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Flying the flag for cider

Brian Shanks informs and entertains as he discusses his life in the booze industry.

Gisborne personality and cider producer/entrepeneur Brian Shanks informed and entertained members of U3A when he spoke of his life in the industry. The Gisborne Herald’s Wynsley Wrigley was in the audience.

'I enjoy having a drink every now and then' . . . It's a statement many Kiwis make, on any given day.

But Brian Shanks turned his liking for a beer or cider into a successful career, where he has been head-hunted by Britain's iconic Bulmers cidery, and by an American, all because of his successful local Harvest Cider business.

Brian told U3A members he and his wife Irene owned a small apple orchard and sold direct to the public seven days a week which allowed them to “get the money before the bank did”.

But there were frustrations.

He said orchardists needed to pull out a number of “perfectly good trees which are impervious to drought and changes of government” to plan ahead in anticipation of changes in the market — “or what you think will be wanted (by the public) in five years time”.

“That's quite daft — it doesn't make sense.”

One idea suggested to him, but not recommended, was to go into cider.

But Brian said he liked the idea because it added immense added value, “and I enjoy a drink every now and then”.

“It sounded like fun.

“If you put your heart and soul into something that you really like, you do it really well.”

Their Gisborne cider business, started in 1989, soon took off.

The couple produced 5000 litres in their first year, 5000 litres a month in the next year and then 5000 litres a week.

The next four years was “a brilliant adventure” with yearly income increasing from around $120,000-150,000 to $4 million.

It was then that two men wearing bowler hats knocked on their door.

They were “the bosses of Bulmers”, the largest cider company in Britain, in business for over 200 years.

Helping the 'empire to grow' — using Kiwi techniques

Brian became a director, and using New Zealand techniques, helped the “empire” grow, including by developing a cidery in China.

There were many complexities in operating a business in China “where the boss was a little general in the Red Army.”

Brian also encountered cultural issues in Britain — the class system.

He said you could tell where a Bulmers employee worked in the factory from their accent.

The various groups did not speak to each other and communicated by using emissaries.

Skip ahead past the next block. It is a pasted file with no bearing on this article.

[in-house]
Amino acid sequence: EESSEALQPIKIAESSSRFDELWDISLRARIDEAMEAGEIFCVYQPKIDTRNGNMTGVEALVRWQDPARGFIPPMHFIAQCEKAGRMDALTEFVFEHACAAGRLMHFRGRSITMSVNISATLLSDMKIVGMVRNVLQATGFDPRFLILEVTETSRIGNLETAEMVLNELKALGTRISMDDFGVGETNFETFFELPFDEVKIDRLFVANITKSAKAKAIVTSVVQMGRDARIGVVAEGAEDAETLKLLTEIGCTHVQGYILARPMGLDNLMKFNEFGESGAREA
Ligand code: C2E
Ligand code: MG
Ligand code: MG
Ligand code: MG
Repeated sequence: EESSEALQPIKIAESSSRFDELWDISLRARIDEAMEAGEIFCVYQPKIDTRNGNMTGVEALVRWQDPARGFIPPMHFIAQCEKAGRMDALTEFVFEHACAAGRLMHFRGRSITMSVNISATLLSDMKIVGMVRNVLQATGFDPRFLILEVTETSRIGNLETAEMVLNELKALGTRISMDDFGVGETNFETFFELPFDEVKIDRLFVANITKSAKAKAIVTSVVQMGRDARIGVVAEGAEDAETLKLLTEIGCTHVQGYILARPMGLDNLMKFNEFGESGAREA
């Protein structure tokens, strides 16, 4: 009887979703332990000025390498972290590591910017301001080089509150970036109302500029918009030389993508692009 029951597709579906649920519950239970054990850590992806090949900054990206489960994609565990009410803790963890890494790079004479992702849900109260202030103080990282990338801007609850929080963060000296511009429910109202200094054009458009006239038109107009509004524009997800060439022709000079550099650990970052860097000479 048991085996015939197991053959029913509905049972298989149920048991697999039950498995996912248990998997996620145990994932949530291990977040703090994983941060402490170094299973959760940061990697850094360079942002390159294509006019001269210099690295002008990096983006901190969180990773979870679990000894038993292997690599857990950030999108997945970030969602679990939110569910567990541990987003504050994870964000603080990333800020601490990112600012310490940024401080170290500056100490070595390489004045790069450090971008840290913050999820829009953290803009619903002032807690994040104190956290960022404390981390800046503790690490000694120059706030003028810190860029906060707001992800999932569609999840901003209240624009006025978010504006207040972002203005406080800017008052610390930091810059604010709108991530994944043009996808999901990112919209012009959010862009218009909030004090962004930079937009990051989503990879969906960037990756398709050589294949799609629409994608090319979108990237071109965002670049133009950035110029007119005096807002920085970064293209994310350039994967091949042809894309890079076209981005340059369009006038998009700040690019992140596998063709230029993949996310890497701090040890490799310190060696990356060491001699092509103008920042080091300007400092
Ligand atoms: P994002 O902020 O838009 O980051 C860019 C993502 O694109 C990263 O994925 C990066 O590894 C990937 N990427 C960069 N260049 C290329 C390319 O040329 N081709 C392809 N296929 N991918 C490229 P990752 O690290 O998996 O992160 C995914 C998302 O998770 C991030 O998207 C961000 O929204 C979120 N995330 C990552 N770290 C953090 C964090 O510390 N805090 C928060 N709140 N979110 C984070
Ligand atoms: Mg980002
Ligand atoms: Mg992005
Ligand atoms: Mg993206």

“I could talk to anybody at any level of the workplace.”

Brian returned to New Zealand where he ran what was now known as Bulmer Harvest. He became a director of Fosters when the Bulmer family sold their business to the Australian beer group .

In 2010 he was rung by American farmer John Washburn who was looking for help to start a cider business in Virginia.

“Any idea is a good idea until it's proved right or wrong,” said Brian.

The American rang again six month later.

“He seemed serious,” said Brian, who travelled to the US and helped establish Bold Rock cider.

Today the company is the largest independently owned cidery in the country. Bold Rock distributes cider to 10 states, employs 250 people and has a turnover of nearly $50m.

Brian said the American gun culture was a shock.

He initially did not notice them.

“I thought they were little telephones.”

Early on in the development of the Virginia cidery he went to an excise officer for advice.

Instead of a New Zealand office-type tax officer, he found a man sitting in front of an American flag armed with a baton, a taser and a gun on his hip.

Thinking like a Kiwi businessman, Brian asked, “what if I do it this way?”

The American leaned forward, moved his arms and said, “what part of 'no' don't you understand, boy?”

Brian replied: "I understand it all".

Five years later, the man works for Bold Rock, advising the company on how to negotiate the legal complexities in the US.

Despite some challenging cultural experiences in the US, he has immense respect for the country.

“I found out Americans are, on the whole, really hard-working, honest people and not at all like some of the idiots that you see portrayed in the media,” he said. “The US deserves better PR!”

He estimates 40 or 50 percent of Bold Rock staff carry a gun and 60 percent have a gun in their car.

Today, in the world of Covid-19, the Shanks are home in Gisborne.

Brian conducts business all over the world by Zoom.

But it is not the same.

He laments that you can't get to know people.

“You can't look them in the eye and make an evaluation.”

But looking back over his career in the cider industry, Brian says, “It's been a great journey.”

U3A — University of the Third Age — is an organisation of mature-age people who join together to enjoy a range of learning experiences.

The next monthly meeting is at the Cosmopolitan Club on March 4. The guest speaker at that next meeting will be race relations conciliator and former Gisborne mayor Meng Foon.

A LIFE OF CIDER: Brian Shanks has a soft spot for the United States. He is pictured here with the Stars and Stripes, mounted in a frame and gifted after it was flown over the United States Capitol in Washington DC, on April 6, 2016, for Bold Rock Hard Cider. Picture by Paul Rickard